My Many Thanks
As I am gearing up to go back to Duke for my sophomore year, I’m finishing editing my film component to my project this summer. I’m really proud of how it’s come together, and I’m excited to share it soon. I expect the finished 3-part video series along with an approximately hour-long abridged version to be completely finished by the end of August. To conclude my letters this summer, I want to thank all of the fantastic people who have helped contribute to my project and research this summer and what I’ve learned from them.
The collage I have attached as my picture for this week includes all of the people who I interviewed and who will be in my documentary in the order I mention them here.
To Shirley Bolinger for letting me into your past and showing me that it’s okay to change your mind on the way you think about a particular issue, and to always keep learning, growing, and having an open mind;
To The Honorable Tick Segerblom for showing me that politicians aren’t all just talk and for being unapologetically vocal about what you believe in, even when there are many outside pressures that might normally influence others to change, such as the case of voting to pass a bill;
To Daniel Chaney for helping me recognize that not only we as people change, but also the world and our environment, and the importance of active listening when engaging in conversations;
To Dr. Joe Thallemer for allowing me to step into your daily life as mayor and learn about what goes on behind the scenes of running a city, and for giving me a glimpse into the microcosm of politics that seems undervalued in a society caught up in large-scale government;
To Dustin Collins for showing how important it is to stick up for yourself, your values, and what you believe is important, as well as the 3 “P’s”: Pause, Paraphrase, and Probe;
To The Honorable Judge Jerome Tao for emphasizing the importance of staying unbiased and focused on your job, especially as it pertains to a non-partisan candidate running for office, and for being a role model of professionalism and eloquence;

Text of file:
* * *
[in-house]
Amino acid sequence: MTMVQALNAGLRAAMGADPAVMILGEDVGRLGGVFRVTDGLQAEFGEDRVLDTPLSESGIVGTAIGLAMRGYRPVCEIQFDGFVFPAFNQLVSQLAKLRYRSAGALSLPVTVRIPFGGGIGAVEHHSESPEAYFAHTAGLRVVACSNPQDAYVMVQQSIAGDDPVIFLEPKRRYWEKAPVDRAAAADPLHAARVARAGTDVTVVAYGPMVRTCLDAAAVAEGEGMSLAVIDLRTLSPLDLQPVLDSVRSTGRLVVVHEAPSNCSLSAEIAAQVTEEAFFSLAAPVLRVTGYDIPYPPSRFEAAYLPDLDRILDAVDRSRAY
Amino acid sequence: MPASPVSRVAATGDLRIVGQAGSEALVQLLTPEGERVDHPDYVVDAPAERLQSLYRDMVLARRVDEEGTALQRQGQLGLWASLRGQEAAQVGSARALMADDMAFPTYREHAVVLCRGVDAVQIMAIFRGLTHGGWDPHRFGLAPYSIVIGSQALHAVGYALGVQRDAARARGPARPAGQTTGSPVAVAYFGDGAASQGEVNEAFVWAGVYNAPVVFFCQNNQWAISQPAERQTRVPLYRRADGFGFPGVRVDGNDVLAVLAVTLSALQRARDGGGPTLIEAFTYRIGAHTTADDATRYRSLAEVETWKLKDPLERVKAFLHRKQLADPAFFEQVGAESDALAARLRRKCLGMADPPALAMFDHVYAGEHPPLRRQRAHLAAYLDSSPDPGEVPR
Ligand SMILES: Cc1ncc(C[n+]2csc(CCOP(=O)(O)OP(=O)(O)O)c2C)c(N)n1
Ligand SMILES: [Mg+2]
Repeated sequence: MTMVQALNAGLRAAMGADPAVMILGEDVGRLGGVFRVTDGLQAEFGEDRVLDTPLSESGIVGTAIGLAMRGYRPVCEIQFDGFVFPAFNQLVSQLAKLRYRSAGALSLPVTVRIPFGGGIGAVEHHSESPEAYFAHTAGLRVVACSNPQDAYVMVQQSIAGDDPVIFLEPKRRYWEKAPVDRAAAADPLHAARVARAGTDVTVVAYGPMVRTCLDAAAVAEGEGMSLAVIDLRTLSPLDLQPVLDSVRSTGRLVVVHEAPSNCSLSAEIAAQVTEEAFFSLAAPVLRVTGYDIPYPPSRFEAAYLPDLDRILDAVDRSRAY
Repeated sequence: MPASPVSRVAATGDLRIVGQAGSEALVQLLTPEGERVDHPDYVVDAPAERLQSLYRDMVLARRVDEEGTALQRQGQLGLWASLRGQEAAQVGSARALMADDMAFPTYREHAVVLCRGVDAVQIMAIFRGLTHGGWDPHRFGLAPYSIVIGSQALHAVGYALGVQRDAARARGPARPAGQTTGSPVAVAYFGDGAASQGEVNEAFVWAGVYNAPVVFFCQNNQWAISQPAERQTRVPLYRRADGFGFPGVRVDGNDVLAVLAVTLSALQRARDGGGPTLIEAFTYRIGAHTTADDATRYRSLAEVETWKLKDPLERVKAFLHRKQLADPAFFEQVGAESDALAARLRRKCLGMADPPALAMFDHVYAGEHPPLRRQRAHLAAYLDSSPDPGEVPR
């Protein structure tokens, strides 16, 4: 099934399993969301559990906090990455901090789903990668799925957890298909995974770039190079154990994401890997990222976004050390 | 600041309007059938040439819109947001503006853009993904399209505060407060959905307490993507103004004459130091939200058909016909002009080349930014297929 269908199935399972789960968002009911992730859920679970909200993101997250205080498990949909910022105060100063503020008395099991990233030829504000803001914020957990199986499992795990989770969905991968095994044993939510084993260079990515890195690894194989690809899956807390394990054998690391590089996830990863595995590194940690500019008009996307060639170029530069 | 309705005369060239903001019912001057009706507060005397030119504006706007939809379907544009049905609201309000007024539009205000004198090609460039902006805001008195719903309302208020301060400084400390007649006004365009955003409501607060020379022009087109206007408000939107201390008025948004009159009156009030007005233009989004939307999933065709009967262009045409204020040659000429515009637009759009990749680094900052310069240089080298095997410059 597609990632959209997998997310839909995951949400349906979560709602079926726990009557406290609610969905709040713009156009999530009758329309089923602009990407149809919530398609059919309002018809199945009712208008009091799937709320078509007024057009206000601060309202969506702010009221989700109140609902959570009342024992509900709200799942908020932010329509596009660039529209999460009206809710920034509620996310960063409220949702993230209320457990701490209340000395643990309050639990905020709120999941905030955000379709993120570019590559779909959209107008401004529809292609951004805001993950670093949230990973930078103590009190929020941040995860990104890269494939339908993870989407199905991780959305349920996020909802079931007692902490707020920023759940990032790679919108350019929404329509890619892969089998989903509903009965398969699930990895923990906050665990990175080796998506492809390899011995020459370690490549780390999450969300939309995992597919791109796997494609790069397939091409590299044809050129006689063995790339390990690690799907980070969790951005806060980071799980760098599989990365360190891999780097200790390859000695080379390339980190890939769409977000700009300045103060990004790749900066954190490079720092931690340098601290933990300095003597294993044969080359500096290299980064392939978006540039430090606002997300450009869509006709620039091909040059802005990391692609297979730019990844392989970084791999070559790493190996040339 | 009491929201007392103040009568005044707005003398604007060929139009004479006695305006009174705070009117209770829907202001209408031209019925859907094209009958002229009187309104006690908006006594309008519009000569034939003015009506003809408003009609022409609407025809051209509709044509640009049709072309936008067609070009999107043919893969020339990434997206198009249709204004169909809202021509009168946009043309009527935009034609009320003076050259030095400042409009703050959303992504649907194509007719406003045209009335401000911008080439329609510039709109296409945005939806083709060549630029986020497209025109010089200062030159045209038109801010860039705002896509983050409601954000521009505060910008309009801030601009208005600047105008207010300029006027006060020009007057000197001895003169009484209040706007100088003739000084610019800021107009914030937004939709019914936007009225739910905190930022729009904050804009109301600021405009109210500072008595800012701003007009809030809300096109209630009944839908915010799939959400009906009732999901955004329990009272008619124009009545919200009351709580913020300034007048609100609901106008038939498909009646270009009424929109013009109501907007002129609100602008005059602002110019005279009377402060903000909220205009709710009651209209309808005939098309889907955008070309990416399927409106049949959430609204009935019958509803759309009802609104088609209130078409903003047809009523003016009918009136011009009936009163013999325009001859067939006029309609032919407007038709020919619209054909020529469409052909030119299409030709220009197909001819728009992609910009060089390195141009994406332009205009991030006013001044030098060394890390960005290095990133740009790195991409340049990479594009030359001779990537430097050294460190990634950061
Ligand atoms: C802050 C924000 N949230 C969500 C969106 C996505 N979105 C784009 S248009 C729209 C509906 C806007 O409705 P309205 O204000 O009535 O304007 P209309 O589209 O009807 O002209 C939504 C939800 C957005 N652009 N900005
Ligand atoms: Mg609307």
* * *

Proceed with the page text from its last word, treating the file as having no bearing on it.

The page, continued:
To Assemblyman Elliot Anderson and Suzanne Bierman for shedding light on an infectious problem in politics where politicians often times value the opinions of people who bring in a bill and not the people whom the bill will affect, and for sharing strategies on how to avoid temptations like this;
To Brad Bolinger for pointing out that recognizing how the world has evolved over time and looking at moments throughout history can help us better understand why things are the way they are today;
To Jake Argo for allowing us to become closer through our conversation where I was able to learn about how living with hemophilia has impacted every day of your life, and how you recognize your own biases and deal with them as you are entering adulthood;
To David Sykes for being honest about a topic you don’t normally like talking about and communicating that sometimes it’s not only okay to take a moderate stance on a political issue, but to feel comfortable in doing so;
To Carolyn Huynh for having a conversation that goes beyond our friendship and into a topic that, as you mentioned, for the sake of trying to “keep the peace,” is often avoided on a college campus in settings where there are people with varying political opinions;
To Bob Turecky for talking about issues of political differences among family members and strategies to employ when faced with political conflict and confrontation, and for proving me wrong about preconceived notions I held about your beliefs;
And to The Honorable Justice Michael Douglas for humbly sharing your wisdom from your many years of practice, for conveying the importance of equality in court, and explaining challenges such as when your personal values conflict with written law.